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How I Repaired My Vacuum Cleaner with Blender (and a 3D printer) !

17

RepairedCleaner

Christophe shows how easy it can be to prevent throwing something away, as long as you can do some modeling and you have access to a 3D printer. Go Makers!

Christophe Méresse writes:

The hose was broken. I used Blender to model these two parts and printed them with my Ultimaker. I screwed the big one into the hose and inserted it into the original vacuum cleaner part and finally stuck the small part to fix the whole.

Thank you Blender team ! :)

17 Comments

  1. Great application!
    How did you measured the spiral sizes?
    BTW: it's Electrolux Silencer :D))) Not sure about the model but I have very similar!
    And mine is still doesn't broken ) Oh no.. we've changed the "brush". One little thing was broken so I've got it will be better just to buy another one.
    One major bad thing about "3d printing recovery" is that when you're not in USA or Europe - you have big problems with delivery.
    Also the thickness of the detail seems to be very noticeable. hmmm
    How much did you paid for this print?

    • Christophe Méresse on

      I did the measures with a simple tape-measure (I measured a dozen of screw threads and made the division to be more precise). No need more precision, the hose is flexible enough to accept a small error.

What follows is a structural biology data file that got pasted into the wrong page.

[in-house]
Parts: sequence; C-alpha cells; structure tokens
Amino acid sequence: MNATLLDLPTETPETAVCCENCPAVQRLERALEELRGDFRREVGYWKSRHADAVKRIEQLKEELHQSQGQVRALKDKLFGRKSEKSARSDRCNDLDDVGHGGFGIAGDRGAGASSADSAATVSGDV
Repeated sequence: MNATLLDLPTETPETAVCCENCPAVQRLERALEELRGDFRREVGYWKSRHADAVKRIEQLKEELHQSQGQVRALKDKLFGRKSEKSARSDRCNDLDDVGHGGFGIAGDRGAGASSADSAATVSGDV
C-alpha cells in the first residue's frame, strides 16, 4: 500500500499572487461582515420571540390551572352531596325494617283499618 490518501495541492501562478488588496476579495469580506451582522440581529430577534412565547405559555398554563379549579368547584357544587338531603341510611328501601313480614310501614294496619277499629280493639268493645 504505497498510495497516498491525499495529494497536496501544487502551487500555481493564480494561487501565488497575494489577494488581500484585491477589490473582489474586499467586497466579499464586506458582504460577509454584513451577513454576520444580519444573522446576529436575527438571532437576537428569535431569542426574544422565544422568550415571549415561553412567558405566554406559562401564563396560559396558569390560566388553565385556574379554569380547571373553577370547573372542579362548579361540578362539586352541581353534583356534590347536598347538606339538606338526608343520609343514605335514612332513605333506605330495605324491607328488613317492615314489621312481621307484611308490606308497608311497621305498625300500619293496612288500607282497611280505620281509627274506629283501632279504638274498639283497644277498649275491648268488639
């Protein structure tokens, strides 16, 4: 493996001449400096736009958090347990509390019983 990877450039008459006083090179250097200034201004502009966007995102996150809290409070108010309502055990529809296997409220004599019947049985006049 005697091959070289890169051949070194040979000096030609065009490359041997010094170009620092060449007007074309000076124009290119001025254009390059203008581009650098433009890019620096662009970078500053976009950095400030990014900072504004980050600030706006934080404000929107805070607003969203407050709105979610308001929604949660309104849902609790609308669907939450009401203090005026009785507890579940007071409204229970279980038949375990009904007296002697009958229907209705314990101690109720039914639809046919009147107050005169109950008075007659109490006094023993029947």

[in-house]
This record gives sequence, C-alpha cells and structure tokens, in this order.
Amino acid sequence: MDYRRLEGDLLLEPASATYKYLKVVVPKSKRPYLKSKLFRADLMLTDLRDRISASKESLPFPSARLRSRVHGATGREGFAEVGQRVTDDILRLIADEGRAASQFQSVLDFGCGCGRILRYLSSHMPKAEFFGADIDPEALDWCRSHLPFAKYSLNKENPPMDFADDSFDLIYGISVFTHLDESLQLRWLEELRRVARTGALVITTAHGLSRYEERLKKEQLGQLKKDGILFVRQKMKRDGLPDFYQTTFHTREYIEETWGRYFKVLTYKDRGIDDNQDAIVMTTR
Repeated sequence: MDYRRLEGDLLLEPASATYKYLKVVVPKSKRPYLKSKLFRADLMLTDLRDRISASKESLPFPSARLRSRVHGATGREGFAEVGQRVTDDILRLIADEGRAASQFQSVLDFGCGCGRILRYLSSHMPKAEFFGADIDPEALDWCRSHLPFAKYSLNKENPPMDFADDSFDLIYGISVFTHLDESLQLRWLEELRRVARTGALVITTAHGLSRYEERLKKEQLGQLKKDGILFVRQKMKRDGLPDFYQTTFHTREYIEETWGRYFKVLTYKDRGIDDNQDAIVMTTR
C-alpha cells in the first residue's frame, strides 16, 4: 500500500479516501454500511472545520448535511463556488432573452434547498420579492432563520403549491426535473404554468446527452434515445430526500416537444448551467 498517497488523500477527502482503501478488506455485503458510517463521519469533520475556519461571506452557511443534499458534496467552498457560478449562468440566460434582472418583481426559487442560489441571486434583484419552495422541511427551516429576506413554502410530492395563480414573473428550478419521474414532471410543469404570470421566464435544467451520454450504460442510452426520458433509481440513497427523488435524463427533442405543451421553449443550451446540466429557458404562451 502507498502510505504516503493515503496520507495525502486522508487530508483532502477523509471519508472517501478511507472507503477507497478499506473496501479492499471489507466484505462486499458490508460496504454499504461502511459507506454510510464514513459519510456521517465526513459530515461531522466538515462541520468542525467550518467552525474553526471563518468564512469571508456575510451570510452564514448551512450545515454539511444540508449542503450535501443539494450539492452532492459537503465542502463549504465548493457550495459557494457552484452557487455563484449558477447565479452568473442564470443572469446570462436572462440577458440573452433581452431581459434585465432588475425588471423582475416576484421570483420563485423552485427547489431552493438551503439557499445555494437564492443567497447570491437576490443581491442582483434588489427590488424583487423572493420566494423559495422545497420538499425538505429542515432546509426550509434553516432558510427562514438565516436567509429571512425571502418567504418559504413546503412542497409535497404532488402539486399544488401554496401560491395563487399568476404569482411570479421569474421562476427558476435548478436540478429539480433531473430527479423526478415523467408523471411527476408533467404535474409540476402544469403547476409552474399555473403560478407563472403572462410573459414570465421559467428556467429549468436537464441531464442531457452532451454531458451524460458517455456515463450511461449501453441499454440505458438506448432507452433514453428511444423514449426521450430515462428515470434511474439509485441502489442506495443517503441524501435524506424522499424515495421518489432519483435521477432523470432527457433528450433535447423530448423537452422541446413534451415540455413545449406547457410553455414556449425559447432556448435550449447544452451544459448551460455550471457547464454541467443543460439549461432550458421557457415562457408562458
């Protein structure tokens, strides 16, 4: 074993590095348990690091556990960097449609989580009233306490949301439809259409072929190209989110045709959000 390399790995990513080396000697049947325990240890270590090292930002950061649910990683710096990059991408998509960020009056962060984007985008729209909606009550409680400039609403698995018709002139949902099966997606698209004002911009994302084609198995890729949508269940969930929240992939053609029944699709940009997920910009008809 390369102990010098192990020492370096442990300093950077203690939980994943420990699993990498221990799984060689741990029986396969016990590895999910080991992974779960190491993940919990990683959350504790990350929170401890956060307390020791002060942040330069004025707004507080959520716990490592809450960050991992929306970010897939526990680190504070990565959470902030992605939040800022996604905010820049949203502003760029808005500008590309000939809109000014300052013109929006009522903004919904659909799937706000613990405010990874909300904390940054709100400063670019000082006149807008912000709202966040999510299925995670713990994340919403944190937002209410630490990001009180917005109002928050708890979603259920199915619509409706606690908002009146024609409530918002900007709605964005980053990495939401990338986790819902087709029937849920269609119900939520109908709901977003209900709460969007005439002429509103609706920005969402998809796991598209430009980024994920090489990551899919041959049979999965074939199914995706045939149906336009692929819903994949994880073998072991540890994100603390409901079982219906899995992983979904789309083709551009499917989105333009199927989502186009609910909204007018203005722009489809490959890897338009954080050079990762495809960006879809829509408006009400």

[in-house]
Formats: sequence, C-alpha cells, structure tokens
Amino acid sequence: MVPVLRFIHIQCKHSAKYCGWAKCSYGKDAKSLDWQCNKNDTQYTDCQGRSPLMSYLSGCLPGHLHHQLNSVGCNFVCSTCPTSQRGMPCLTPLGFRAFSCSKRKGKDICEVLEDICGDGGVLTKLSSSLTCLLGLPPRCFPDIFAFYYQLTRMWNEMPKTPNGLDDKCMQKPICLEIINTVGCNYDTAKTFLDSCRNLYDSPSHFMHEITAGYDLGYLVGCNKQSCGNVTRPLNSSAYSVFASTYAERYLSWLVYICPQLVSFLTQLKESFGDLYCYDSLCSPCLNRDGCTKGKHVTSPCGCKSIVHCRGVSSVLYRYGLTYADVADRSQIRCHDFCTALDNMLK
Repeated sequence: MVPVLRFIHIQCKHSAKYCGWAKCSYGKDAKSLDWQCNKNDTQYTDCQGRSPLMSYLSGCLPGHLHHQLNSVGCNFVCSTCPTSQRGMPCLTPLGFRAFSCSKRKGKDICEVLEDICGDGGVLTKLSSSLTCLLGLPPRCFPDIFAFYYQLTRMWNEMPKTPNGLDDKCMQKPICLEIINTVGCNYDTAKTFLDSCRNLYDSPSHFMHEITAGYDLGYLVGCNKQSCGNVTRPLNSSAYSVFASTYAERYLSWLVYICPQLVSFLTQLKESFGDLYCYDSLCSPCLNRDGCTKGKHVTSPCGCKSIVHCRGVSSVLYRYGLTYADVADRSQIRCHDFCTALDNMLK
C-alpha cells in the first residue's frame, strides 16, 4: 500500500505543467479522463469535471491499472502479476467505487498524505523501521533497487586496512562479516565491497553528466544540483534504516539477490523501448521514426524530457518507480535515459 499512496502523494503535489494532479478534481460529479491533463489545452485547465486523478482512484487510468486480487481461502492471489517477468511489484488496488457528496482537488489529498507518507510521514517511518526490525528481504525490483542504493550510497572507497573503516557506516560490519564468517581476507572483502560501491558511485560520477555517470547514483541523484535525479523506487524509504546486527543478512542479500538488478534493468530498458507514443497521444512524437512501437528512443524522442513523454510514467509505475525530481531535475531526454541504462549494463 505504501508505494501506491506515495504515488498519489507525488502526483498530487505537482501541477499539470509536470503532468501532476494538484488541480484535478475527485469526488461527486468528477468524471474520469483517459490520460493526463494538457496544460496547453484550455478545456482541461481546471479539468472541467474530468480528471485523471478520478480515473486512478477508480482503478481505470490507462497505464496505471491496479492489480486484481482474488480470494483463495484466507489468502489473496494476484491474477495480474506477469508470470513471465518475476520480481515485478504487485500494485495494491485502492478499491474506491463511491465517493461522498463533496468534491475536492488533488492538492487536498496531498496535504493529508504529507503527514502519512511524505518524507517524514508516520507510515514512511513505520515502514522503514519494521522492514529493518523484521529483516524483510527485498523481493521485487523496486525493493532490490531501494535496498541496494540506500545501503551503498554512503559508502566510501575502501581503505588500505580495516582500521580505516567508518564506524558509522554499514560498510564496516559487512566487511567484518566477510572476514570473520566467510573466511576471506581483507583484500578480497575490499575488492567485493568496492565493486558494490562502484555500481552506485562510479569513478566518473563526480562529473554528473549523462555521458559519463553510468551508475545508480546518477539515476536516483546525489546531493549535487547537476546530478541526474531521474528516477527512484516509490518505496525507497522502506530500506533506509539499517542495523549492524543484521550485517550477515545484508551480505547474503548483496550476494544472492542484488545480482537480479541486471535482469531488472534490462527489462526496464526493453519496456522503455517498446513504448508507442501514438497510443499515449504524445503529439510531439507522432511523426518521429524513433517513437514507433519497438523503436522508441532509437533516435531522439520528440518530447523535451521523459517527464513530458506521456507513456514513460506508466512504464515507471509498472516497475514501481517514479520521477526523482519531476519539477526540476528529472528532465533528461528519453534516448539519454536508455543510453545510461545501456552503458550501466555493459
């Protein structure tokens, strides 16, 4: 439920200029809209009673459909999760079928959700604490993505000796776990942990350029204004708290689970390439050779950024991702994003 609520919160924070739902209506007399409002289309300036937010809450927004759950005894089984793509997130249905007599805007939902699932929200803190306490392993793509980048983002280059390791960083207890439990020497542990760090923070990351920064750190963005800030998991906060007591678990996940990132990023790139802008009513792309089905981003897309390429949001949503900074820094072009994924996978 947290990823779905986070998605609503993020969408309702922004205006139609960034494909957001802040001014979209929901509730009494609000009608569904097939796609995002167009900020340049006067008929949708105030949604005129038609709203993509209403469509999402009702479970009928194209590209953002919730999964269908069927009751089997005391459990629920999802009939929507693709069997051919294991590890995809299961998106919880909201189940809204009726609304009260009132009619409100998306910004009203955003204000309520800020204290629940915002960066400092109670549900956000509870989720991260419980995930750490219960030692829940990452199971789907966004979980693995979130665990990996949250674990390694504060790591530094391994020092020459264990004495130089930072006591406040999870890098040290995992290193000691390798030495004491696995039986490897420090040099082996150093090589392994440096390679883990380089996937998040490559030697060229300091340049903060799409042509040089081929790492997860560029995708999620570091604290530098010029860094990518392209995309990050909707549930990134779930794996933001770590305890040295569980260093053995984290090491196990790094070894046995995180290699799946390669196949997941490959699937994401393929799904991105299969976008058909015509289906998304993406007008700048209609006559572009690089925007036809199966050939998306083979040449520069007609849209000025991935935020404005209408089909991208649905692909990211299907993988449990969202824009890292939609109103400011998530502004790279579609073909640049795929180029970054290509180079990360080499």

You are nearly right for the vacuum cleaner model, it's an "UltraSilencer".

      I've got my own printer, an Ultimaker, so no problem for the delivery and for the price... well let's say I still have to fix many vacuum cleaner before my printer becomes profitable ;)

      • Good luck with printing then :) I wish I could have one (I even seen that Peachie for 100$) but has no room and no time for that generally.
        P.S. yep, UltraSilencer.

  2. Is it safe to use custom made parts in power tool? What about fire/explosion risk if 3d printed part failed under stress.

    • I wouldn't recommend it - most 3D printing is useful only for 'decorative purposes' at the moment. Printing high-stress parts would require a thorough certification of both the printing process and the 3D design. So no, I wouldn't want to print a new braking system for my car yet ;-)

    • True, even titanium is available. Still, you can't compare these processes to traditional casting, so you'll have to be careful with using these in high-force situations. That's not to say it's impossible though: Boeing is 3D printing steel parts for airplanes these days and the technology is also used in Formula-1 racing.

  3. I think this will be a trend in society - especially in times of crisis throwaway mentality can not be the solution anymore, so things like that are a very powerful instrument

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